Before Boyd Rice became the hottest trainer in the performance-horse world, he was a hardworking horseman in the Texas Panhandle.
Two-time world champion barrel racer Sherry Cervi has found the strength to overcome some of life’s toughest challenges.
Avid ranch-horse-versatility competitor Jimbo Humphreys (featured in March's "Returning to the Ranch" story) routinely teaches trail-course clinics at Stock Horse of Texas Association events. He's a top competitor in the open division in both SHOT and the American Quarter Horse Association. And he believes many competitors make the trail course more difficult by failing to prepare mentally for the class.
This Montana-based organization brings together working cowboys and weekend ropers in friendly competitions, while celebrating the ways of the early California vaquero.
It is almost dark by the time I reach Bozeman, Montana. While reading the directions I had scribbled on a small piece of paper, I navigate through an upscale neighborhood on the edge of town. After one last turn, I try to read the street numbers in the dim light. Looking ahead, I see dark silhouettes in cowboy hats roping a dummy right in the middle of the street.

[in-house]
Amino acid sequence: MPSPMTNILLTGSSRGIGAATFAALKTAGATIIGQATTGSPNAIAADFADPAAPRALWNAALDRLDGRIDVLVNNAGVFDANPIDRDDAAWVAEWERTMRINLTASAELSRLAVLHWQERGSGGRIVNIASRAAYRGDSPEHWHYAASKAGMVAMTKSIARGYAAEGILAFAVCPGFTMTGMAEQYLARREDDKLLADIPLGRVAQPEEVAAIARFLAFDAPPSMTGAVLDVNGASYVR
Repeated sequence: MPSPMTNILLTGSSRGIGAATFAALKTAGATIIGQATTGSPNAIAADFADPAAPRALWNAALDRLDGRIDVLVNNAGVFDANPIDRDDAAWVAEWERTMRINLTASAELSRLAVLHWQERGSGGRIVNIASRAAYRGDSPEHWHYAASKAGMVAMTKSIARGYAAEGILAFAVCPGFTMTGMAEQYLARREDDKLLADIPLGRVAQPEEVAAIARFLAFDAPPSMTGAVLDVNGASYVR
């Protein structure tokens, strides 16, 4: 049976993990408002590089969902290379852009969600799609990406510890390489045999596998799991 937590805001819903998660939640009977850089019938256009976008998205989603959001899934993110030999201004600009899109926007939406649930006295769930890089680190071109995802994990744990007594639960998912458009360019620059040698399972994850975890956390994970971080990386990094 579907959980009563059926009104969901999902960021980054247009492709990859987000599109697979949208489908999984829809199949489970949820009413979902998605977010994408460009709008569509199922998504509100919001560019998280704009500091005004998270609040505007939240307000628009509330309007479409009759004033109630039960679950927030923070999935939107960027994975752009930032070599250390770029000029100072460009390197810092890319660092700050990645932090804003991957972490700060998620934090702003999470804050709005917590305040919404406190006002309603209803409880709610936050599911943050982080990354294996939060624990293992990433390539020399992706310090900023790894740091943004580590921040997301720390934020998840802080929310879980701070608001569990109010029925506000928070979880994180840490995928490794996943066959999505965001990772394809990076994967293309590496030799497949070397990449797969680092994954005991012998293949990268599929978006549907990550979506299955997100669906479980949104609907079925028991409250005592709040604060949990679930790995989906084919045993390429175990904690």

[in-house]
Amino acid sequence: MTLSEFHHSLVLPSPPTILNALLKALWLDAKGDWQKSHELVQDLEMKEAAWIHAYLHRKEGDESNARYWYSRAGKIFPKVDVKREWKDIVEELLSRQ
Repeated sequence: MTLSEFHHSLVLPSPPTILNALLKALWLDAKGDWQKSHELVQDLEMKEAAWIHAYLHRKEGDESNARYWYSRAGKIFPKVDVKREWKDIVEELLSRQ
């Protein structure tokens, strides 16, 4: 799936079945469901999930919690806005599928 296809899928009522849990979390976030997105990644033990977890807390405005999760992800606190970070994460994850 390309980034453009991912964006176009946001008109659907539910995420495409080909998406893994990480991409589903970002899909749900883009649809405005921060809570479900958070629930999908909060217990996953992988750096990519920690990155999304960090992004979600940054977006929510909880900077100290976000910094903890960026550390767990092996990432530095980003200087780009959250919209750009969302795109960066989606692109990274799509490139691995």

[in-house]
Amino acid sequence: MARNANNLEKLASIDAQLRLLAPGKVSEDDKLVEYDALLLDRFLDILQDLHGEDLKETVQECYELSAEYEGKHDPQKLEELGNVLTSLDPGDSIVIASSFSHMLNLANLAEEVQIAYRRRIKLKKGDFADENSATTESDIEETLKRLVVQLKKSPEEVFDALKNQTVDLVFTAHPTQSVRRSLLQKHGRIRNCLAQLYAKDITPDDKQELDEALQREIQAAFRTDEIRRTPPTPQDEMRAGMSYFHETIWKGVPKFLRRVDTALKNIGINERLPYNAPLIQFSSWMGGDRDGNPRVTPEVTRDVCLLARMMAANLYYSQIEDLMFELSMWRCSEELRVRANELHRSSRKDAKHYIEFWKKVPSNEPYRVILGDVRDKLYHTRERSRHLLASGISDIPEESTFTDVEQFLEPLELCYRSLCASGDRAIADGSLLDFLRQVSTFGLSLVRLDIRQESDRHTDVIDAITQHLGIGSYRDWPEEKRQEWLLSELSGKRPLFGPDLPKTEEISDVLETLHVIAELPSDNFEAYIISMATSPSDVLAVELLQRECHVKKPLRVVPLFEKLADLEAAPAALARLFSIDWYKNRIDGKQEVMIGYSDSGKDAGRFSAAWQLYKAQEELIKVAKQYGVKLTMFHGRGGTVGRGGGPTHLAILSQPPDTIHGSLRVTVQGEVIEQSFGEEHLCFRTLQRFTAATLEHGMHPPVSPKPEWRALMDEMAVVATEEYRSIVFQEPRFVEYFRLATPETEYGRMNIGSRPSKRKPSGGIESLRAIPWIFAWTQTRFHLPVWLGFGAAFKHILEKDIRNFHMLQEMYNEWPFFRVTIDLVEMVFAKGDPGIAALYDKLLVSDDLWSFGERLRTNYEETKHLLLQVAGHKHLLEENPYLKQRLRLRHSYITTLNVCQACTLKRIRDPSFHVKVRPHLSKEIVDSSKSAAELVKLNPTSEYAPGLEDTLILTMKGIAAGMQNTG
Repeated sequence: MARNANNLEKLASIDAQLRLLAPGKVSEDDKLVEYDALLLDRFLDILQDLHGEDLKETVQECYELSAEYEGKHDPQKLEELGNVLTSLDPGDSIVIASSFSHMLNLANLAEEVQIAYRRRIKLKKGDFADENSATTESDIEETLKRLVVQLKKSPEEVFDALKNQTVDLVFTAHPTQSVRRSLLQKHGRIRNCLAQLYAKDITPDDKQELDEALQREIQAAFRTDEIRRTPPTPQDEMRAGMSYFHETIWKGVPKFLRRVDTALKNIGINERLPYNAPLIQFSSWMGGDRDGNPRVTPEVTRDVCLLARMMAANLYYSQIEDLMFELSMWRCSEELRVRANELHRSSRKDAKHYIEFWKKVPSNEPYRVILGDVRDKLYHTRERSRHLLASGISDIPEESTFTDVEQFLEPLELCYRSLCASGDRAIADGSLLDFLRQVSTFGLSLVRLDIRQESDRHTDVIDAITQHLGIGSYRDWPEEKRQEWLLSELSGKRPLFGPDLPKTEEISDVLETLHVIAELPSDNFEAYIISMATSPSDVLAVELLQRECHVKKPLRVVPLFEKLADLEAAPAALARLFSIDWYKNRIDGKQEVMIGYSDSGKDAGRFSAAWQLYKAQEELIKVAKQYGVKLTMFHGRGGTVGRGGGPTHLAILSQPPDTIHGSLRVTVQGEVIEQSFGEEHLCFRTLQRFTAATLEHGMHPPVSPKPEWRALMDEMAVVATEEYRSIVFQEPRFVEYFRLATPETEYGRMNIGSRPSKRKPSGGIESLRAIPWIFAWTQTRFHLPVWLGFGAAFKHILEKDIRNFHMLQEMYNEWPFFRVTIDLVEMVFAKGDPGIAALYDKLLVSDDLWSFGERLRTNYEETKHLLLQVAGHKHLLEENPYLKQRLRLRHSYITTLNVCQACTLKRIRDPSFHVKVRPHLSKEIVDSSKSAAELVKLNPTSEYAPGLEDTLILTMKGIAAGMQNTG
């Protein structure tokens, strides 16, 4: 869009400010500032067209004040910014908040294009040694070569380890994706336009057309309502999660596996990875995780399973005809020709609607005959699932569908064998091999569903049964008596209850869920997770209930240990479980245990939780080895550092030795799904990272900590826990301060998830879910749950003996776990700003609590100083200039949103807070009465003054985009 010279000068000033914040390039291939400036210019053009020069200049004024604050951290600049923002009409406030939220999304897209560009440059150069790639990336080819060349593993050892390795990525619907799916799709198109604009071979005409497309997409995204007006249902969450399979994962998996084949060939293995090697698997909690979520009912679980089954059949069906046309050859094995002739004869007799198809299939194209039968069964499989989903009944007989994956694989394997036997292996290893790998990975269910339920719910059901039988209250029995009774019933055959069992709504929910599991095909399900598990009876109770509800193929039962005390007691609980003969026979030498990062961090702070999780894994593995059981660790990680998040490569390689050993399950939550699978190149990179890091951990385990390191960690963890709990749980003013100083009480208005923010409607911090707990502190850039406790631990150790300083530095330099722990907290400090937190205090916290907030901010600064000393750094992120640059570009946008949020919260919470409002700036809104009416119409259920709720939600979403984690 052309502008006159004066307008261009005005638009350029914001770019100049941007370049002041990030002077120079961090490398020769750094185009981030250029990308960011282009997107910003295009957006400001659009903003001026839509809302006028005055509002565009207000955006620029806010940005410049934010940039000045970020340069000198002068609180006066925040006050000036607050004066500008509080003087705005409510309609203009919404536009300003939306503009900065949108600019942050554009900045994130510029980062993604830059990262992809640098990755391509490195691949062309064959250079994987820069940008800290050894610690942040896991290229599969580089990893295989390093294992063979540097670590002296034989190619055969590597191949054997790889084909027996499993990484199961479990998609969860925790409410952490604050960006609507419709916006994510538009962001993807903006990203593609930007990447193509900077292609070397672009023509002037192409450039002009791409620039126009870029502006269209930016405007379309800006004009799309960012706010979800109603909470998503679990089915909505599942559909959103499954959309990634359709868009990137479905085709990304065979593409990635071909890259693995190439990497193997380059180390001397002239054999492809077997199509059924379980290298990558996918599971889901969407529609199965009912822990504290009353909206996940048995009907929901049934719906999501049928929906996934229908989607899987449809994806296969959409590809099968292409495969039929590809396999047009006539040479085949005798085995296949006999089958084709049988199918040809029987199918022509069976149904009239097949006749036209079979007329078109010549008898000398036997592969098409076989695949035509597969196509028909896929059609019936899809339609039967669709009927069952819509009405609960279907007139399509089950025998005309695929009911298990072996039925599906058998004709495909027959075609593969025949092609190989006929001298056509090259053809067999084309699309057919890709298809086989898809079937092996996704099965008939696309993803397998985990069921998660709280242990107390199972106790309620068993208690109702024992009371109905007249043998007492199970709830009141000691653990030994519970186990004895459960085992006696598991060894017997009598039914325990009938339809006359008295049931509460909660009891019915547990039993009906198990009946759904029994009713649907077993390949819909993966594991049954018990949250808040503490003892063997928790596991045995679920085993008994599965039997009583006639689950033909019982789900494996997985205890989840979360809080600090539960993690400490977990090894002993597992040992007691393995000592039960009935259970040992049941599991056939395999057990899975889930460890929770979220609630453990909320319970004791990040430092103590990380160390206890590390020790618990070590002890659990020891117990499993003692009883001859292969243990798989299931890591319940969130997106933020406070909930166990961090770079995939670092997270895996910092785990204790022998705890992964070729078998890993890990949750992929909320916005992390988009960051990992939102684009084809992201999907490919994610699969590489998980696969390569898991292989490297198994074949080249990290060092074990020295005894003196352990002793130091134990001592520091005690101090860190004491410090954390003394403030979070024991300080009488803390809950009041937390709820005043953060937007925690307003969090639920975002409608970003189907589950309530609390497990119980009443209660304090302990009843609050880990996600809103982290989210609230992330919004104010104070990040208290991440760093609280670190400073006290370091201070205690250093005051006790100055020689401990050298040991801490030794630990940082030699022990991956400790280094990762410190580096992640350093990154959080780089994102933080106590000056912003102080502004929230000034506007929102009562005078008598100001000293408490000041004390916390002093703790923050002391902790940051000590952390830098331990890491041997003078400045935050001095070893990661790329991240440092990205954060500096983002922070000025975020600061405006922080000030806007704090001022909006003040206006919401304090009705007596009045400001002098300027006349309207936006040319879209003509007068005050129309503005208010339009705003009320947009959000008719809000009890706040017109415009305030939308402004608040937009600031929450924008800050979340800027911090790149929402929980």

Young horsemen rise to the occasion to keep doing what they love.
Horse trailer is hooked up, horses are loaded and you and the family are ready to go to an equine event. You fuel up your truck, putting at least $70 worth of gasoline or diesel in the tank, each gallon costing at least $3.90. Three-hundred miles down the road, your fuel gauge shows you’re tank is almost empty. Your finances are already being drained, and you haven’t even arrived at the event, where you’ll spend more money on entry fees, food and lodging, and stalls for your horses.
High fuel prices and a strained economy are drastically changing the horse world, making it more difficult than ever for horse people to afford to compete. But there are ways to adjust to the rising costs of the competitive horse world...